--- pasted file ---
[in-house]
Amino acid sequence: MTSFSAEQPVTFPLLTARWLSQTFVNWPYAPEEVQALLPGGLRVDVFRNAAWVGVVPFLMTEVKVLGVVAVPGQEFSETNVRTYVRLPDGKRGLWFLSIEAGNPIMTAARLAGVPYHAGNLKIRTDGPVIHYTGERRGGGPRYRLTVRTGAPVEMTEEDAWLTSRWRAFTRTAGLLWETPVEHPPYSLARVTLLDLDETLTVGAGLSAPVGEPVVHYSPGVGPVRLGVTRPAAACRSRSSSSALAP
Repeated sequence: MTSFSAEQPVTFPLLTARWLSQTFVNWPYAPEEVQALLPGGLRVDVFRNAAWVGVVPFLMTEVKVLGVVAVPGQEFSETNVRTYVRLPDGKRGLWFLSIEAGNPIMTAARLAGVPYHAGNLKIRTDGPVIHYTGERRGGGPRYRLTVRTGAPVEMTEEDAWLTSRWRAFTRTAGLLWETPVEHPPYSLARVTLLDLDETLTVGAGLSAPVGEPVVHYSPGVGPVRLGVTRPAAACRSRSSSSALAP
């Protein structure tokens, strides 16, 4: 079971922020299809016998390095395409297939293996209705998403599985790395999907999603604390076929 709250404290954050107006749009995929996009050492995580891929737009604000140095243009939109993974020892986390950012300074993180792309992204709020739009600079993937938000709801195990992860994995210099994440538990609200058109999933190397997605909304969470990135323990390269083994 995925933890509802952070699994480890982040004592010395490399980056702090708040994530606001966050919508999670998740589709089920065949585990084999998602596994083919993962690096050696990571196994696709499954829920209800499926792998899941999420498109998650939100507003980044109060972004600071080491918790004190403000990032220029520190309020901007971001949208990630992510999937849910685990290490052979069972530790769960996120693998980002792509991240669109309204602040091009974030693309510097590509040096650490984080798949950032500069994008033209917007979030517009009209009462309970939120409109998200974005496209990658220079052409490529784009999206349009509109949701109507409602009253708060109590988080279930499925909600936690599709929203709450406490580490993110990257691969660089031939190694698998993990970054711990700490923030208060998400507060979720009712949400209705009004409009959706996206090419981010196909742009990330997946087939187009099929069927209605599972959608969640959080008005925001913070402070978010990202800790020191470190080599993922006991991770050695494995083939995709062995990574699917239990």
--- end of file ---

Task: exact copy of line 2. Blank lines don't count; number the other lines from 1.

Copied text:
Amino acid sequence: MTSFSAEQPVTFPLLTARWLSQTFVNWPYAPEEVQALLPGGLRVDVFRNAAWVGVVPFLMTEVKVLGVVAVPGQEFSETNVRTYVRLPDGKRGLWFLSIEAGNPIMTAARLAGVPYHAGNLKIRTDGPVIHYTGERRGGGPRYRLTVRTGAPVEMTEEDAWLTSRWRAFTRTAGLLWETPVEHPPYSLARVTLLDLDETLTVGAGLSAPVGEPVVHYSPGVGPVRLGVTRPAAACRSRSSSSALAP